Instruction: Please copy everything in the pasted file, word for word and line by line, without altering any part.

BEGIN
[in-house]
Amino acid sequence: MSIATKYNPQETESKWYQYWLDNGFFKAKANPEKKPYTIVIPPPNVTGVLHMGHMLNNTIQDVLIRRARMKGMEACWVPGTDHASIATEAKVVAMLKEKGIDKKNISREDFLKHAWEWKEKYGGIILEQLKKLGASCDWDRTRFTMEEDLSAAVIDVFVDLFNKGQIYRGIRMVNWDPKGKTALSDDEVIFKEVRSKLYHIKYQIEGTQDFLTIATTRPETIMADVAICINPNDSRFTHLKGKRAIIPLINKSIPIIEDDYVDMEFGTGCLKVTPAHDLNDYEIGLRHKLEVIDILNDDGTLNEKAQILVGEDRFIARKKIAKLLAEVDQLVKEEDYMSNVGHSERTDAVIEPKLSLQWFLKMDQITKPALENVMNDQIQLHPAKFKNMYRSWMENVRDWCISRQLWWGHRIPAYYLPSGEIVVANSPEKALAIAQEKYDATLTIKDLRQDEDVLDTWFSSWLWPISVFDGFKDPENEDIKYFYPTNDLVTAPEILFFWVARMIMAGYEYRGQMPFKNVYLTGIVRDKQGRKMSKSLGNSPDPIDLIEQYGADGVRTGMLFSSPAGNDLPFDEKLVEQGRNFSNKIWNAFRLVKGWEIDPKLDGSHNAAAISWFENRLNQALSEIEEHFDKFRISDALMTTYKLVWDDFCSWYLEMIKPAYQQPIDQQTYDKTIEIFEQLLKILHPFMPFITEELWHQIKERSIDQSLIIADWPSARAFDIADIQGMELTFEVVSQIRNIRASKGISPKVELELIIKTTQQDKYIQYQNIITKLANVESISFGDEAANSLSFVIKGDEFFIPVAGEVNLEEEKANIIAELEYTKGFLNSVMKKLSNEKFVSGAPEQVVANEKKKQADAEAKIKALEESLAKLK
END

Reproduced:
[in-house]
Amino acid sequence: MSIATKYNPQETESKWYQYWLDNGFFKAKANPEKKPYTIVIPPPNVTGVLHMGHMLNNTIQDVLIRRARMKGMEACWVPGTDHASIATEAKVVAMLKEKGIDKKNISREDFLKHAWEWKEKYGGIILEQLKKLGASCDWDRTRFTMEEDLSAAVIDVFVDLFNKGQIYRGIRMVNWDPKGKTALSDDEVIFKEVRSKLYHIKYQIEGTQDFLTIATTRPETIMADVAICINPNDSRFTHLKGKRAIIPLINKSIPIIEDDYVDMEFGTGCLKVTPAHDLNDYEIGLRHKLEVIDILNDDGTLNEKAQILVGEDRFIARKKIAKLLAEVDQLVKEEDYMSNVGHSERTDAVIEPKLSLQWFLKMDQITKPALENVMNDQIQLHPAKFKNMYRSWMENVRDWCISRQLWWGHRIPAYYLPSGEIVVANSPEKALAIAQEKYDATLTIKDLRQDEDVLDTWFSSWLWPISVFDGFKDPENEDIKYFYPTNDLVTAPEILFFWVARMIMAGYEYRGQMPFKNVYLTGIVRDKQGRKMSKSLGNSPDPIDLIEQYGADGVRTGMLFSSPAGNDLPFDEKLVEQGRNFSNKIWNAFRLVKGWEIDPKLDGSHNAAAISWFENRLNQALSEIEEHFDKFRISDALMTTYKLVWDDFCSWYLEMIKPAYQQPIDQQTYDKTIEIFEQLLKILHPFMPFITEELWHQIKERSIDQSLIIADWPSARAFDIADIQGMELTFEVVSQIRNIRASKGISPKVELELIIKTTQQDKYIQYQNIITKLANVESISFGDEAANSLSFVIKGDEFFIPVAGEVNLEEEKANIIAELEYTKGFLNSVMKKLSNEKFVSGAPEQVVANEKKKQADAEAKIKALEESLAKLK